That's a concern because oak is already on the decline in the region. In Virginia, they declined from 34 percent of all trees in 1966 to 18 percent in 2001, according to the State of Chesapeake Forests report issued last year. In Maryland, the total volume of oak species declined from 45 percent in 1950 to 28 percent in 1999.
The report said oak were "the most important trees in Chesapeake forests to wildlife and provide numerous other benefits such as soil stabilization and high timber value." After the demise of the chestnut trees to an exotic pest a century ago, the acorns from oaks became a prime source of food for many types of wildlife. When oaks disappear, the trees that replace them, such as red maple, tend to be less economically valuable, thereby reducing the value for harvest.
A team of researchers led by Keith Eshleman at the University of Maryland Center for Environmental Science has found that gypsy moth outbreaks also impact streams and rivers.
Eshleman studies a variety of forest disturbances, including weather, insects, human activities and their effect on water quality. He has found that gypsy moth outbreaks lead to an increased discharge of nitrogen into local waterways that can last for at least six to eight years after the disturbance.
The reasons aren't yet clear.
One theory is that the volume of "frass" material, dropped to the forest floor, changes processes in the soil. Frass includes both the droppings of caterpillars and larvae and the undigested leaf bits that fall from trees. It's a lot like lawn fertilizer-organic but high in nitrogen. Microbes in the soil convert nitrogen into nitrate, which moves through the groundwater and into adjacent streams.
"The amount of frass is very high, in the range of 1 to 2 metric tons per hectare each season," Eshleman said. "It has the potential to drastically affect what's going on in the soil."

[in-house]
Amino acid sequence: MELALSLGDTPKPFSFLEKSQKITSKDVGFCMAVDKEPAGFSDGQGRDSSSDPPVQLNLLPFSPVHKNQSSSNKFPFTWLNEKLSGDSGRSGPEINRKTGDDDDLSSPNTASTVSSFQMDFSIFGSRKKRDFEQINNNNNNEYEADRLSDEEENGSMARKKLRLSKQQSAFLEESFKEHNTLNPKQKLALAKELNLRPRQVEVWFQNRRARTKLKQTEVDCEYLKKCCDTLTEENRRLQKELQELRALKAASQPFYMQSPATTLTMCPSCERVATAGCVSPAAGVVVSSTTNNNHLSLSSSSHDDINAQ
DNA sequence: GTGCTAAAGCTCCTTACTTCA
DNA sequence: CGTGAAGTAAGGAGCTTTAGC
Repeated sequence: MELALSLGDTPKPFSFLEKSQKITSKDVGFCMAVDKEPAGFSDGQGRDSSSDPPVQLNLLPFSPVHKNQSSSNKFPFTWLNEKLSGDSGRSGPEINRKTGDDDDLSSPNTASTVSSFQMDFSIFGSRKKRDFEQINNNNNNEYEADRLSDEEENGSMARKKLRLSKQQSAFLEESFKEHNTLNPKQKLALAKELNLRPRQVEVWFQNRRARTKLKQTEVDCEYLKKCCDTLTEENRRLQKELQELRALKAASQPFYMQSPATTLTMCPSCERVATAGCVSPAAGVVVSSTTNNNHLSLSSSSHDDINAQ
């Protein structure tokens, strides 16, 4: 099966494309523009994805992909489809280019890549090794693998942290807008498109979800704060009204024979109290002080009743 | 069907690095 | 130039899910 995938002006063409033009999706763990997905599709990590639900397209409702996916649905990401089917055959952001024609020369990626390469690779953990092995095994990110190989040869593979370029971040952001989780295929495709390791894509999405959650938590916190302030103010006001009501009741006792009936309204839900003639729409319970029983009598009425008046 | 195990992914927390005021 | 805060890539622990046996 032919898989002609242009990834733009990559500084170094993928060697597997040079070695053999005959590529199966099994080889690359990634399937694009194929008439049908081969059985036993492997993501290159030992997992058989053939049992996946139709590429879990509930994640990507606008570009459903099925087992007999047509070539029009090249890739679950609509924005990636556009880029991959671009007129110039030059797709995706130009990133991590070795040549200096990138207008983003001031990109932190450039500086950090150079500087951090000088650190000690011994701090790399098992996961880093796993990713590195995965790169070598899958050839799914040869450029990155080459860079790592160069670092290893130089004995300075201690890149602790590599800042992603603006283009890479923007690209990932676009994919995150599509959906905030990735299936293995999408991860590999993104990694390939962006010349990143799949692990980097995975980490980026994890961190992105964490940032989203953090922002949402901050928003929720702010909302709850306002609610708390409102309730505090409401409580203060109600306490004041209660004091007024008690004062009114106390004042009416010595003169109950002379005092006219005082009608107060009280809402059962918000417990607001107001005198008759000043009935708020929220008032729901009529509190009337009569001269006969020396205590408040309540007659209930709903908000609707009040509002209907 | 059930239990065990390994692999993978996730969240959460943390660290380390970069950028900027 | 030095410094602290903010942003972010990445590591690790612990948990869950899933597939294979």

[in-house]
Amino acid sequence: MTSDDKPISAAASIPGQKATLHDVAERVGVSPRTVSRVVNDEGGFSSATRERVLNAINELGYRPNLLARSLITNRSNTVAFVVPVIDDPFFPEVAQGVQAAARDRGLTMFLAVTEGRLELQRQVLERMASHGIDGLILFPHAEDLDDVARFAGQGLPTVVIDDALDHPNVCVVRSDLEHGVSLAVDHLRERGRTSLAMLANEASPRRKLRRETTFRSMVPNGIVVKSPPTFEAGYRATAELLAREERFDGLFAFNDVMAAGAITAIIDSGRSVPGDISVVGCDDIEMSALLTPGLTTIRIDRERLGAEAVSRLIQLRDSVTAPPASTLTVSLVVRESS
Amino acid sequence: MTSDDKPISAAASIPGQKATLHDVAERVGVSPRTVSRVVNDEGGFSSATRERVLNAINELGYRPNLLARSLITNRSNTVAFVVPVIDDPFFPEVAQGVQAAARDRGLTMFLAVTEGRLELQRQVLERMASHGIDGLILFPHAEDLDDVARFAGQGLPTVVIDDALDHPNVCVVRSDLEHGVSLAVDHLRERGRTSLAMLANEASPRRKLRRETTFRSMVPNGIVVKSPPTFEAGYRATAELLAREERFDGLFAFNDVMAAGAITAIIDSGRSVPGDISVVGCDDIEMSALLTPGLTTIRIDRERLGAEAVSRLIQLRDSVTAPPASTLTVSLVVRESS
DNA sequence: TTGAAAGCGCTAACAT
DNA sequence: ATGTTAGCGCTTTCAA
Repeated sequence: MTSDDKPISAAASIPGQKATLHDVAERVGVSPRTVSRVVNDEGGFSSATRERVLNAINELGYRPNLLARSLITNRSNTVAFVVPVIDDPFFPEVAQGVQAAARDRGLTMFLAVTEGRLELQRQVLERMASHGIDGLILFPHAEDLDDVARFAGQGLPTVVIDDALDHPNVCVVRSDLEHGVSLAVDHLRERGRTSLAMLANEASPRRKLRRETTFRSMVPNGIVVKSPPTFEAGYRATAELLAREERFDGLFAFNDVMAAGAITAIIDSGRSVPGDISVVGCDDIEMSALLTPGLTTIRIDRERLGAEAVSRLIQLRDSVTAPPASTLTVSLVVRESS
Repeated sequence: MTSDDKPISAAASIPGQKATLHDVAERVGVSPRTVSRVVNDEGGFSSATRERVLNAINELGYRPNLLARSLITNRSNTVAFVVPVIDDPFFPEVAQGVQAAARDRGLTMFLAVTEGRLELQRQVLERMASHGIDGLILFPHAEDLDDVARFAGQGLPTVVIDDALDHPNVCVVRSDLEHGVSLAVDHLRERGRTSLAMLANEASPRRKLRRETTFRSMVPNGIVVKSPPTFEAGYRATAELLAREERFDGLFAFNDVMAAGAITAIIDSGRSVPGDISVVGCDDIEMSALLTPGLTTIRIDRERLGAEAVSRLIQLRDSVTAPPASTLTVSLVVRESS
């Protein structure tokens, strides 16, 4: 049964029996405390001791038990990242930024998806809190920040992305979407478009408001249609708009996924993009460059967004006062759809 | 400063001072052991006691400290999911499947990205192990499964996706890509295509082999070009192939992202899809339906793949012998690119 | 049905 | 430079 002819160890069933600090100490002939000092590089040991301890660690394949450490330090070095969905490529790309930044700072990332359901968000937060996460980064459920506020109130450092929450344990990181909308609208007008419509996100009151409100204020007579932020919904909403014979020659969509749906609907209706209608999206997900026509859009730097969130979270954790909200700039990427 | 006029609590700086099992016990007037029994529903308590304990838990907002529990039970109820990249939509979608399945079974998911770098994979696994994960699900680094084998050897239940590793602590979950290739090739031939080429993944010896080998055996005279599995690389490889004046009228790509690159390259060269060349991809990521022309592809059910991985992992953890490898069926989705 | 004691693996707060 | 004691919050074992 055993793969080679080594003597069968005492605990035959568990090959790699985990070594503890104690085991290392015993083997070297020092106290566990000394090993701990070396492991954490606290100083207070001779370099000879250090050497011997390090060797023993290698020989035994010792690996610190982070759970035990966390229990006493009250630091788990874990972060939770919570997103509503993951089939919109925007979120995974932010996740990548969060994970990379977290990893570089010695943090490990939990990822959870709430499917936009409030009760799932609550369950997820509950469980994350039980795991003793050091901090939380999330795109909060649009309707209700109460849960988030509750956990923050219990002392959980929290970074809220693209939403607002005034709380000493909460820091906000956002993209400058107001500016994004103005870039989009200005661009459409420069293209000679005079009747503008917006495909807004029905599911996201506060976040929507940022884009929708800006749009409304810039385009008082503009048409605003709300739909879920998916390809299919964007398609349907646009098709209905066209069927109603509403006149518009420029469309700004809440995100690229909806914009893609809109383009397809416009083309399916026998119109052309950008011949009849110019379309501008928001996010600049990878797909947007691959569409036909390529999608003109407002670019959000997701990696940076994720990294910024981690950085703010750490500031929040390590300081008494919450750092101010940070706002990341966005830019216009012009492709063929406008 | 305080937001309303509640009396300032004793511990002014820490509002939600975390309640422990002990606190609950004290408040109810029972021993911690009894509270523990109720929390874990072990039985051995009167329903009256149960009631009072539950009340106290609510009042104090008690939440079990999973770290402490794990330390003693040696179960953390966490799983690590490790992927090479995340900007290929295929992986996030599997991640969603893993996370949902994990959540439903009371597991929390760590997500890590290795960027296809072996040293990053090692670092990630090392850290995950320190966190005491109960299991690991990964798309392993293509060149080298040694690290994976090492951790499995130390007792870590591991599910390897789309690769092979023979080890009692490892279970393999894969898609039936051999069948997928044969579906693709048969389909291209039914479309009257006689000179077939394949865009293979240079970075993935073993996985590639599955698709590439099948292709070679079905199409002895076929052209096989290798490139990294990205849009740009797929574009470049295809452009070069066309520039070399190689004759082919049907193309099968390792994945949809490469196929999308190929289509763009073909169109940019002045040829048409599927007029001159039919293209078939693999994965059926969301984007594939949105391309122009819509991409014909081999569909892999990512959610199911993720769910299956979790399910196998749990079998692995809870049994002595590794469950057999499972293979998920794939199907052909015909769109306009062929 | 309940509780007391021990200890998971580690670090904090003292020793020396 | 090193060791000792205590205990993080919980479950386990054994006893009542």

In earlier studies, the nitrogen increase was detected during the fall of the first-year outbreak.
"We're anxious to see if it happens that way in western Maryland," Eshleman said. "We expect to see it as water levels rise and start to move through the forested soils, but we can't confirm it yet."
The streams Eshleman has studied have consistently returned to normal conditions after five to eight years. "The pulse decays over time. Forests regenerate," Eshleman said. "But in terms of water and forest management, we have to recognize all of the things that disturb the landscape, not just the ones that are the most obvious."
Moth Invasion Begain in Backyard
Gypsy moths have damaged millions of acres of forest in the United States. Each damaged tree can be traced to a single Massachusetts backyard, where in 1869, a homegrown science experiment suddenly went wrong.
Gypsy moths have existed in Europe and Asia for thousands of years.
They arrived in the United States in the late 1860s in the hands of E. Leopold Trouvelot, an artist living near Boston. Trouvelot collected gypsy moth egg masses while traveling in France. He attempted to cultivate them in his backyard, but some of the larvae escaped.
Ten years later, the first gypsy moth outbreak occurred on his street. By 1889, its spread in the Boston area triggered an eradication effort by the Massachusetts State Board of Agriculture that lasted until 1900. They burned forests, applied insecticides and removed egg masses by hand, but failed to destroy the moths or contain their spread.
"We may be stuck with the gypsy moth," said Tim Marasco of the Pennsylvania Bureau of Forestry, "but it's a good reminder that we have to be more careful with how we move things around this country-like nursery stock and firewood-and with how we handle our imports. I don't know if the message has hit home yet."
Other Insect Invaders
The gypsy moth is one of several invasive or alien species that threaten Chesapeake forests. Other examples include the:
- Hemlock Woolly Adelgid: This insect feeds on hemlock trees. Found throughout the East Coast, this pest has destroyed most of the hemlocks in Shenandoah National Park and infested 47 counties in the eastern two-thirds of Pennsylvania. Some trees die within four years; others survive in a weakened state.
- Emerald Ash Borer: This insect feeds on ash trees and has been detected in Pennsylvania, Virginia and Maryland. Six to 6.5 million trees in the Baltimore area alone are ash trees and account for approximately 10 percent of the city's trees. Trees usually die within three years of infestation.
- Asian Longhorn Beetle: This insect feeds on hardwood species such as maple, box elder, alder, elm, birch, poplar and willow. It has been detected in New York, New Jersey and Illinois.